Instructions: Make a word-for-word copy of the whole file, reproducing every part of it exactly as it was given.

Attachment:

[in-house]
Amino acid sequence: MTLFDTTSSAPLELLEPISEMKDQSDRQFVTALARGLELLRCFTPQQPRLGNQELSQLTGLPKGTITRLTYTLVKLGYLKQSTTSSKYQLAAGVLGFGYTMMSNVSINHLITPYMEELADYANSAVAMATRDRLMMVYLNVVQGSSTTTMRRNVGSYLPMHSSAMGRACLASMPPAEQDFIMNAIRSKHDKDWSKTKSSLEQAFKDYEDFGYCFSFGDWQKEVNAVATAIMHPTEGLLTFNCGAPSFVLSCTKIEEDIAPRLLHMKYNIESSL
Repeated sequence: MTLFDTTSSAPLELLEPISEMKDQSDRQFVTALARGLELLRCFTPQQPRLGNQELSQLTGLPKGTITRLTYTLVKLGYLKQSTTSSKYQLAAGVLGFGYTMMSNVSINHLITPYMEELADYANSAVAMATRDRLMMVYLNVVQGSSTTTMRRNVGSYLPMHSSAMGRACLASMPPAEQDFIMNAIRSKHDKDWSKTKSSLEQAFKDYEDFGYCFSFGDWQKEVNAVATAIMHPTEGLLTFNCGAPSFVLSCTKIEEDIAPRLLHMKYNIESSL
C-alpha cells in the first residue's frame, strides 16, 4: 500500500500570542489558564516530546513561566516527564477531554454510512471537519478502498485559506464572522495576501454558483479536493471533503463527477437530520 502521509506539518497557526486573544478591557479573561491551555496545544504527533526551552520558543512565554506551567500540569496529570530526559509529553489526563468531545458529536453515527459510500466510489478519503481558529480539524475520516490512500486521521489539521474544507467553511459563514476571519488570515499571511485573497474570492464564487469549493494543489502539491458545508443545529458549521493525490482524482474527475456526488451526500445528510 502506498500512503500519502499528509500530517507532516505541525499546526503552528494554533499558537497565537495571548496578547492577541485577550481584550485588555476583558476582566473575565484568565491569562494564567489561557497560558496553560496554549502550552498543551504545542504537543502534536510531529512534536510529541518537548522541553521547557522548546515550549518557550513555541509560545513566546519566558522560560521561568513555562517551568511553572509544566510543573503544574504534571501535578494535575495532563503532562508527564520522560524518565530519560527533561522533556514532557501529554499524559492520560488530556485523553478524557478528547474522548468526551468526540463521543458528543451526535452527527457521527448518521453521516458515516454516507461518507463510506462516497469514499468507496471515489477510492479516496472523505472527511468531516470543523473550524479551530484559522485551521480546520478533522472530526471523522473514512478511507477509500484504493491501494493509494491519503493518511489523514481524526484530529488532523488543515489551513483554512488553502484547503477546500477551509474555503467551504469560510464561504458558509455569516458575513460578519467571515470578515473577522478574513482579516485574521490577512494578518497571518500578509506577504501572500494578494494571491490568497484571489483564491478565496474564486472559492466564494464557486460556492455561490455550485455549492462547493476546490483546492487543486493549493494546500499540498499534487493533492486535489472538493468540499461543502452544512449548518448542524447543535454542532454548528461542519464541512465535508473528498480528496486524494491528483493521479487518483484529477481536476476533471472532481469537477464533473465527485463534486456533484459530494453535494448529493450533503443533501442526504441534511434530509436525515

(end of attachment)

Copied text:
[in-house]
Amino acid sequence: MTLFDTTSSAPLELLEPISEMKDQSDRQFVTALARGLELLRCFTPQQPRLGNQELSQLTGLPKGTITRLTYTLVKLGYLKQSTTSSKYQLAAGVLGFGYTMMSNVSINHLITPYMEELADYANSAVAMATRDRLMMVYLNVVQGSSTTTMRRNVGSYLPMHSSAMGRACLASMPPAEQDFIMNAIRSKHDKDWSKTKSSLEQAFKDYEDFGYCFSFGDWQKEVNAVATAIMHPTEGLLTFNCGAPSFVLSCTKIEEDIAPRLLHMKYNIESSL
Repeated sequence: MTLFDTTSSAPLELLEPISEMKDQSDRQFVTALARGLELLRCFTPQQPRLGNQELSQLTGLPKGTITRLTYTLVKLGYLKQSTTSSKYQLAAGVLGFGYTMMSNVSINHLITPYMEELADYANSAVAMATRDRLMMVYLNVVQGSSTTTMRRNVGSYLPMHSSAMGRACLASMPPAEQDFIMNAIRSKHDKDWSKTKSSLEQAFKDYEDFGYCFSFGDWQKEVNAVATAIMHPTEGLLTFNCGAPSFVLSCTKIEEDIAPRLLHMKYNIESSL
C-alpha cells in the first residue's frame, strides 16, 4: 500500500500570542489558564516530546513561566516527564477531554454510512471537519478502498485559506464572522495576501454558483479536493471533503463527477437530520 502521509506539518497557526486573544478591557479573561491551555496545544504527533526551552520558543512565554506551567500540569496529570530526559509529553489526563468531545458529536453515527459510500466510489478519503481558529480539524475520516490512500486521521489539521474544507467553511459563514476571519488570515499571511485573497474570492464564487469549493494543489502539491458545508443545529458549521493525490482524482474527475456526488451526500445528510 502506498500512503500519502499528509500530517507532516505541525499546526503552528494554533499558537497565537495571548496578547492577541485577550481584550485588555476583558476582566473575565484568565491569562494564567489561557497560558496553560496554549502550552498543551504545542504537543502534536510531529512534536510529541518537548522541553521547557522548546515550549518557550513555541509560545513566546519566558522560560521561568513555562517551568511553572509544566510543573503544574504534571501535578494535575495532563503532562508527564520522560524518565530519560527533561522533556514532557501529554499524559492520560488530556485523553478524557478528547474522548468526551468526540463521543458528543451526535452527527457521527448518521453521516458515516454516507461518507463510506462516497469514499468507496471515489477510492479516496472523505472527511468531516470543523473550524479551530484559522485551521480546520478533522472530526471523522473514512478511507477509500484504493491501494493509494491519503493518511489523514481524526484530529488532523488543515489551513483554512488553502484547503477546500477551509474555503467551504469560510464561504458558509455569516458575513460578519467571515470578515473577522478574513482579516485574521490577512494578518497571518500578509506577504501572500494578494494571491490568497484571489483564491478565496474564486472559492466564494464557486460556492455561490455550485455549492462547493476546490483546492487543486493549493494546500499540498499534487493533492486535489472538493468540499461543502452544512449548518448542524447543535454542532454548528461542519464541512465535508473528498480528496486524494491528483493521479487518483484529477481536476476533471472532481469537477464533473465527485463534486456533484459530494453535494448529493450533503443533501442526504441534511434530509436525515